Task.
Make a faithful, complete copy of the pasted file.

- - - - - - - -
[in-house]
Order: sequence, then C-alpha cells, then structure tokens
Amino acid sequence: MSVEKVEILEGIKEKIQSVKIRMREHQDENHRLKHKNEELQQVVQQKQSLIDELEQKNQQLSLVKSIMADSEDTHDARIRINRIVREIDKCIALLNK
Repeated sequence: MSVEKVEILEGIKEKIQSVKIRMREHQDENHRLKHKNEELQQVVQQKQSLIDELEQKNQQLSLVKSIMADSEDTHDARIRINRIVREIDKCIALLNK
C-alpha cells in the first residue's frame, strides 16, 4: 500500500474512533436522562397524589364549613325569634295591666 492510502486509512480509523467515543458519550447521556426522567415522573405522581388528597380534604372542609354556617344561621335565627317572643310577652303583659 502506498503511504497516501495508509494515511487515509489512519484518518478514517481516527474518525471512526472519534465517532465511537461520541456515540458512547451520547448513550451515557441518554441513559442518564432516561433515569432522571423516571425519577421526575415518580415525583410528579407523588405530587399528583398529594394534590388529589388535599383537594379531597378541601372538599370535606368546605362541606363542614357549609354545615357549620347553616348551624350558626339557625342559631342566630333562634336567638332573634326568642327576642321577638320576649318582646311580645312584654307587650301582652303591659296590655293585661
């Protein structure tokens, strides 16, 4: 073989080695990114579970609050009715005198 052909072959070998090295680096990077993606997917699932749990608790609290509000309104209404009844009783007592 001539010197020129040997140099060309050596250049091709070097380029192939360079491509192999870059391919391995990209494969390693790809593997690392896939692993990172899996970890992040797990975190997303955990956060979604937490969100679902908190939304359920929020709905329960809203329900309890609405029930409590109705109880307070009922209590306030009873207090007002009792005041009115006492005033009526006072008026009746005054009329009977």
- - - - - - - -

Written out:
[in-house]
Order: sequence, then C-alpha cells, then structure tokens
Amino acid sequence: MSVEKVEILEGIKEKIQSVKIRMREHQDENHRLKHKNEELQQVVQQKQSLIDELEQKNQQLSLVKSIMADSEDTHDARIRINRIVREIDKCIALLNK
Repeated sequence: MSVEKVEILEGIKEKIQSVKIRMREHQDENHRLKHKNEELQQVVQQKQSLIDELEQKNQQLSLVKSIMADSEDTHDARIRINRIVREIDKCIALLNK
C-alpha cells in the first residue's frame, strides 16, 4: 500500500474512533436522562397524589364549613325569634295591666 492510502486509512480509523467515543458519550447521556426522567415522573405522581388528597380534604372542609354556617344561621335565627317572643310577652303583659 502506498503511504497516501495508509494515511487515509489512519484518518478514517481516527474518525471512526472519534465517532465511537461520541456515540458512547451520547448513550451515557441518554441513559442518564432516561433515569432522571423516571425519577421526575415518580415525583410528579407523588405530587399528583398529594394534590388529589388535599383537594379531597378541601372538599370535606368546605362541606363542614357549609354545615357549620347553616348551624350558626339557625342559631342566630333562634336567638332573634326568642327576642321577638320576649318582646311580645312584654307587650301582652303591659296590655293585661
């Protein structure tokens, strides 16, 4: 073989080695990114579970609050009715005198 052909072959070998090295680096990077993606997917699932749990608790609290509000309104209404009844009783007592 001539010197020129040997140099060309050596250049091709070097380029192939360079491509192999870059391919391995990209494969390693790809593997690392896939692993990172899996970890992040797990975190997303955990956060979604937490969100679902908190939304359920929020709905329960809203329900309890609405029930409590109705109880307070009922209590306030009873207090007002009792005041009115006492005033009526006072008026009746005054009329009977």